Ultimately, it remains to be seen whether or how much the Tax Cuts and Jobs Act will be altered from here, as the messy process of compromise begins in an effort to garner the necessary votes to actually pass the legislation. Nonetheless, the fact that so many compromises have been brought already, from the original House GOP framework, and the fact that the GOP already laid the groundwork to pass the legislation with an up to $1.5T deficit projection under budget reconciliation rules (which only require 51 votes in the Senate and cannot be filibustered), suggests that legislators are truly positioning this proposed tax reform legislation as something that can garner enough votes to pass (as in current form, it is projected to cause a $1.487T revenue loss over 10 years, just under the budget reconciliation threshold). Which means that while some of the exact details may shift, the current proposal has a real chance of being passed in the coming month, setting a new foundation for the Internal Revenue Code (and individual tax planning) in the coming decade! – read more at kitces.com

The opinions expressed in this commentary are those of the author and may not necessarily reflect those held by Kestra IS or Kestra AS. The material is for informational purposes only. It represents an assessment of the market environment at a specific point in time and is not intended to be a forecast of future events, or a guarantee of future results. It is not guaranteed by Kestra IS or Kestra AS for accuracy, does not purport to be complete and is not intended to be used as a primary basis for investment decisions. It should also not be construed as advice meeting the particular investment needs of any investor. Neither the information presented nor any opinion expressed constitutes a solicitation for the purchase or sale of any security.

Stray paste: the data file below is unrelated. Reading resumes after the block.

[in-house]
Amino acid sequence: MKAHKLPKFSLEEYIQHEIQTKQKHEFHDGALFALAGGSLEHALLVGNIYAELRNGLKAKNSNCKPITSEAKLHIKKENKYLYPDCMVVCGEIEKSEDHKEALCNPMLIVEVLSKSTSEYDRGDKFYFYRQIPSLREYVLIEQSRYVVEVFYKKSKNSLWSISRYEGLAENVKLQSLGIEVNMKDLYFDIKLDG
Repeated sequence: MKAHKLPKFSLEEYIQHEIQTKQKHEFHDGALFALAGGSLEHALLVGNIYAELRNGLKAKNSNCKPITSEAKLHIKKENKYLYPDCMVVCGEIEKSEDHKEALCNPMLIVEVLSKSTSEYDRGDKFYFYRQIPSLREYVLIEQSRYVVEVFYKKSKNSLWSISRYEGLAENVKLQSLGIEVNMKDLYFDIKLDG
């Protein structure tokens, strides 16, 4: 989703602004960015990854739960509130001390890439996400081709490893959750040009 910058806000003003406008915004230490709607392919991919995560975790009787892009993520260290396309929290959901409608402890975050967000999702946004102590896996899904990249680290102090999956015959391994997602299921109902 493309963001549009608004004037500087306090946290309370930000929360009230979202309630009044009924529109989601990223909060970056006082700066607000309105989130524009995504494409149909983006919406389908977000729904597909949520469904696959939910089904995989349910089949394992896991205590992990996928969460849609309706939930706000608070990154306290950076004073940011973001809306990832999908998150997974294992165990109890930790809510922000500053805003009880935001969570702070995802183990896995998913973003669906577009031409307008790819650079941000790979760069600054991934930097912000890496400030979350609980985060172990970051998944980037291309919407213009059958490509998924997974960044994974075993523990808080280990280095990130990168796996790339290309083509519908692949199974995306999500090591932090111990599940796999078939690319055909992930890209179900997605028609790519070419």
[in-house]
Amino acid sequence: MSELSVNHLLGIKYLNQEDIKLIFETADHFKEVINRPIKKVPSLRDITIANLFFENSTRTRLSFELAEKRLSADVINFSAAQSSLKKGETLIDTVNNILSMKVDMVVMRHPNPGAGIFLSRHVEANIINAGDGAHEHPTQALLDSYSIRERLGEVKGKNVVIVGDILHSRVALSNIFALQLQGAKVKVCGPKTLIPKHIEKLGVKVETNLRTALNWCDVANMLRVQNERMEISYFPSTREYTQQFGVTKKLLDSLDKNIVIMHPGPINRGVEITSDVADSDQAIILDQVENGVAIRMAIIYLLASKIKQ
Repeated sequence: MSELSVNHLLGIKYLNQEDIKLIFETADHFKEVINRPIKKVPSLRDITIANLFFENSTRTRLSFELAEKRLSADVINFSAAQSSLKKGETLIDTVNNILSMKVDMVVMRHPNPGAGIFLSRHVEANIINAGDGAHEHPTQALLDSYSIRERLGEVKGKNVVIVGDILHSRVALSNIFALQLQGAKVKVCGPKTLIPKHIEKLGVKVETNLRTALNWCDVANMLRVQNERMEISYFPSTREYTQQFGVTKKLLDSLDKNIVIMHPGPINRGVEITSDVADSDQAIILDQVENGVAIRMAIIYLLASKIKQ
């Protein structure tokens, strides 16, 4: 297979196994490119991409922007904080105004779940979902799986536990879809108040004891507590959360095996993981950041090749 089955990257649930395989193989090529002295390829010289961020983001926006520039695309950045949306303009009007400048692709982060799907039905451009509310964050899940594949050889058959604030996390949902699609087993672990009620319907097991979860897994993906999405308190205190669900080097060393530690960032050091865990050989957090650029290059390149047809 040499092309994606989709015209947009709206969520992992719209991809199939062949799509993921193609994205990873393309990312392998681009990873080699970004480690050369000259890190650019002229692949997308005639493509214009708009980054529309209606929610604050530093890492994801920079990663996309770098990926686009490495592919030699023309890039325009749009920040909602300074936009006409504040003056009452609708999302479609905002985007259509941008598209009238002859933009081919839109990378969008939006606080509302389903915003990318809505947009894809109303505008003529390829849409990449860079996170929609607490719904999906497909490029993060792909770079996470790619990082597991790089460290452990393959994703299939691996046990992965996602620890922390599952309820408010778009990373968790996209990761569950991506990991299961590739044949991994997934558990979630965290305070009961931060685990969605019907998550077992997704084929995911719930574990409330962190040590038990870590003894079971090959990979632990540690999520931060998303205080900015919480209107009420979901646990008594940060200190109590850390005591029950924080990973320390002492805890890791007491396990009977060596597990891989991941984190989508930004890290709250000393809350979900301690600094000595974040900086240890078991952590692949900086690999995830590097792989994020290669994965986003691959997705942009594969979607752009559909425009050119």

Clear Path Advisory, Inc.
1777 Reisterstown Road Suite 285
Pikesville, MD 21208
T - 410 486 5242
F - 410 486 5243
E – ben@clearpathadvisory.com